Please contact the office if you are interested in volunteering and we will discuss details.
Conservation Work - Past
This was our second time working in the burial ground this winter. We continued to remove some of the younger trees - making the pathways and access to the graves clearer, but also allowing more light to reach the ground.
We are keeping a range of species to maximise the benefit to wildlife; there are oak, ash. silver birch, willow, hawthorn, a small number of rowan and hazel, some privet and a pleasing amount of fairly big elm trees.
During the summer we will make a better assessment of what further work needs doing to embed a ecological management plan. So far we have mainly concentrated on the obvious regrowth of previously coppiced trees, and cut back some of the bramble etc, but it may be beneficial to take a proactive approach to some of the larger trees. We plan to be back next winter to continue the work.
Residential postponed due to the Beast from the East.
We will go on 23rd March instead - there are now spaces so please get in touch if you are interested.
It was great to be able to work with the Low Moor and Oakenshaw Conservation group today, helping their efforts to preserve the lowland heath in Low Moor. This habitat is rare nationally and globally, and particularly uncommon in the north of England. Birch saplings had covered large areas of the heather so our job was to remove them. Some larger ones were sawn, but where possible we used mattocks to grub out the roots to reduce the regrowth.
Countryside Service were also working on site to remove a few larger trees to allow light on the heather. We couldn’t resist harvesting some bark as good kindling for the kelly kettle, thanks to Tim’s ingenious draw knife. We also took a few logs for the charcoal pile – an exhausting push and carry through the meadow at the end of a physical task.
Today we focussed on thinning out and reducing the height of some of the perimeter trees. It is important we do let these get too big as we do not want them shade the allotments. It also supports the allotment association’s aims to get better views across the allotments in a bid to improve security.
Thank you to the volunteers who helped transport volunteers and tools in the absence of the minibus.
We were on top of the world today. Not just pleased with our contribution to the planting of about 1000 trees, but with great views across to Pendle, the Dales, and the other way! We were last here in March 2017, planting a hedge.
We were helping Forest of Bradford to add a mix of broadleaved trees (oak, birch, rowan, bird cherry, alder, willow) to Back plantation. It is a haven for birds already with kestrels and owls attracted by the vole population. There were goldcrests around, and redpoll are regular visitors.
Whilst pleased the track wasn’t iced over , the wind was bitter and it was so cold that the battery on my mobile phone was not happy and had to hibernate.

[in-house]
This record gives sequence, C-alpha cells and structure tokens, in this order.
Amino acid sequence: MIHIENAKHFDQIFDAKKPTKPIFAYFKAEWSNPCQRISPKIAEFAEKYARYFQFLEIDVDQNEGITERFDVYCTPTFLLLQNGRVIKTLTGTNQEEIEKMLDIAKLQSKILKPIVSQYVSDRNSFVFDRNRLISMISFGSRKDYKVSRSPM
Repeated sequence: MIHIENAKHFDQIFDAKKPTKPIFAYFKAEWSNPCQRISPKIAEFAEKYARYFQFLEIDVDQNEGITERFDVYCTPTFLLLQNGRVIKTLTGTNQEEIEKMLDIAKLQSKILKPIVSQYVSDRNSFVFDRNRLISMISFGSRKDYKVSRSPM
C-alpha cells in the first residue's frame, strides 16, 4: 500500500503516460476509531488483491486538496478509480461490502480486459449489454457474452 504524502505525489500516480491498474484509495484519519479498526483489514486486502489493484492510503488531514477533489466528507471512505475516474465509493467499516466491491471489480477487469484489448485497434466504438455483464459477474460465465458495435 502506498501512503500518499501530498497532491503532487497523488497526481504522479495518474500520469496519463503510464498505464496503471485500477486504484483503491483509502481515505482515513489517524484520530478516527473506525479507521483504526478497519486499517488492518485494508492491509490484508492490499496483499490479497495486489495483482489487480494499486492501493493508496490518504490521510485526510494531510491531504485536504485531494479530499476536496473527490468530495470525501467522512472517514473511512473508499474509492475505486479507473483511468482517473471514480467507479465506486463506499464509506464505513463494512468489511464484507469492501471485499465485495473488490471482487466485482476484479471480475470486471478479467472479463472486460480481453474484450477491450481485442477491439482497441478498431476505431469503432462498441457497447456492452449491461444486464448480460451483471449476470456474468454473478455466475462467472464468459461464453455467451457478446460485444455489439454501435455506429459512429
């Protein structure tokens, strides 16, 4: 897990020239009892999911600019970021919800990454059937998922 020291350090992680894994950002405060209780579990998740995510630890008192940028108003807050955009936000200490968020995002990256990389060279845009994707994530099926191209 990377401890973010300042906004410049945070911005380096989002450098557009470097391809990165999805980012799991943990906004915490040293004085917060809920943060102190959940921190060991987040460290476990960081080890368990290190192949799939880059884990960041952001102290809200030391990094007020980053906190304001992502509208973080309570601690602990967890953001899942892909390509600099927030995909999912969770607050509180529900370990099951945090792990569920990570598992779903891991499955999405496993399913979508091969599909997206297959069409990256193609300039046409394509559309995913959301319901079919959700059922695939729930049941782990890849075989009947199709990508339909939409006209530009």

A few more photos here.
This was our first working visit to this site. In the past the Calico Conservation group have worked here but it has been untended for several years.
Our task was to remove some of the trees, mostly the smaller stuff that has regrown from previous coppicing. As well as letting more light in, this will also make some of the graves more accessible.
There was a nice mix of trees which we wish to maintain; silver birch, oak, holly, hawthorn, willow and even a few well sized elm. There were a few robins around, and a couple were ferociously defending their territories. We will return on 9th March to continue the task.
You can see a few more pictures in the gallery.
We were working alongside the Forest of Bradford team planting a stretch of hedge above the hamlet of Thorlby near Skipton. Mainly hawthorn, with a few dog rose, bird cherry and hazel, we planted and guarded 700 trees today. There are another 300 to complete the scheme.
Cancelled due to ice, illness and flat battery in the minibus
We returned to the Reserve to continue with the tree thinning to allow more light onto the woodland bank and into the ponds. Coppicing the hazel and some ash on the bank has made a big impact.
On the woodland side of the pond we tackled the large overhanging willow. We successfully removed one large branch, but this was really at the limits of our ability and endurance with hand tools. There was one ash we had our eyes on but have realised that if we are going to tackle this we will need help from a chain saw (and operator).
Although things have improved a bit, there is still evidence of drug use. It seems sensible to seek some funding to buy in a cleansing service, a tree surgeon and some timber to place some of the benches.
New Year traditions – a day in the workshop to sharpen and clean the tools. All the sharp edged tools were filed and sharpened. There is still some work to do in completing the inventory and further organisation in the sheds. I hanker after a wardrobe, or hanging rail of some sort, for the waterproofs.